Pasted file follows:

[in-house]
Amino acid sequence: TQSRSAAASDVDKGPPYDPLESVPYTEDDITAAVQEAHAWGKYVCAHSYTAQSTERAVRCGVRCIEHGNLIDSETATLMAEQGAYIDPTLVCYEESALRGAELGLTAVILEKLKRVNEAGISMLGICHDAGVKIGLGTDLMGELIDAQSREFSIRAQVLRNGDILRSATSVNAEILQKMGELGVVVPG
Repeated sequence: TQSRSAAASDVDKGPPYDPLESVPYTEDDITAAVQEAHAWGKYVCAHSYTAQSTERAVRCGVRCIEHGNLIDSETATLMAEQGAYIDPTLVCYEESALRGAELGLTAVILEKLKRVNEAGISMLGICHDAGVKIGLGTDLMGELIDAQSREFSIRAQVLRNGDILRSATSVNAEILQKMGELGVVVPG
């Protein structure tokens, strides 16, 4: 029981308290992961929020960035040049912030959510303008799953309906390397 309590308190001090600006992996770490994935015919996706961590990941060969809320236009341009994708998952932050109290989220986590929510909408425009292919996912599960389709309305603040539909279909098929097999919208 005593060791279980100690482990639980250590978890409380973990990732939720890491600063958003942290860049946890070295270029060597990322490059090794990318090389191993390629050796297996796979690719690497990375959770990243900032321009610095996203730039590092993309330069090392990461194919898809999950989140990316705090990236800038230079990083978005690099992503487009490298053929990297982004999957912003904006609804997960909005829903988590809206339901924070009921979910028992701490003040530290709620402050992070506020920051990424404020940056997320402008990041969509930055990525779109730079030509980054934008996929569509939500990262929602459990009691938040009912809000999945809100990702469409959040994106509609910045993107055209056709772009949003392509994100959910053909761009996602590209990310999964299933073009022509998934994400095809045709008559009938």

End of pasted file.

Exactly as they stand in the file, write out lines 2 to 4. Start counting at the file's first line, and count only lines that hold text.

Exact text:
Amino acid sequence: TQSRSAAASDVDKGPPYDPLESVPYTEDDITAAVQEAHAWGKYVCAHSYTAQSTERAVRCGVRCIEHGNLIDSETATLMAEQGAYIDPTLVCYEESALRGAELGLTAVILEKLKRVNEAGISMLGICHDAGVKIGLGTDLMGELIDAQSREFSIRAQVLRNGDILRSATSVNAEILQKMGELGVVVPG
Repeated sequence: TQSRSAAASDVDKGPPYDPLESVPYTEDDITAAVQEAHAWGKYVCAHSYTAQSTERAVRCGVRCIEHGNLIDSETATLMAEQGAYIDPTLVCYEESALRGAELGLTAVILEKLKRVNEAGISMLGICHDAGVKIGLGTDLMGELIDAQSREFSIRAQVLRNGDILRSATSVNAEILQKMGELGVVVPG
């Protein structure tokens, strides 16, 4: 029981308290992961929020960035040049912030959510303008799953309906390397 309590308190001090600006992996770490994935015919996706961590990941060969809320236009341009994708998952932050109290989220986590929510909408425009292919996912599960389709309305603040539909279909098929097999919208 005593060791279980100690482990639980250590978890409380973990990732939720890491600063958003942290860049946890070295270029060597990322490059090794990318090389191993390629050796297996796979690719690497990375959770990243900032321009610095996203730039590092993309330069090392990461194919898809999950989140990316705090990236800038230079990083978005690099992503487009490298053929990297982004999957912003904006609804997960909005829903988590809206339901924070009921979910028992701490003040530290709620402050992070506020920051990424404020940056997320402008990041969509930055990525779109730079030509980054934008996929569509939500990262929602459990009691938040009912809000999945809100990702469409959040994106509609910045993107055209056709772009949003392509994100959910053909761009996602590209990310999964299933073009022509998934994400095809045709008559009938």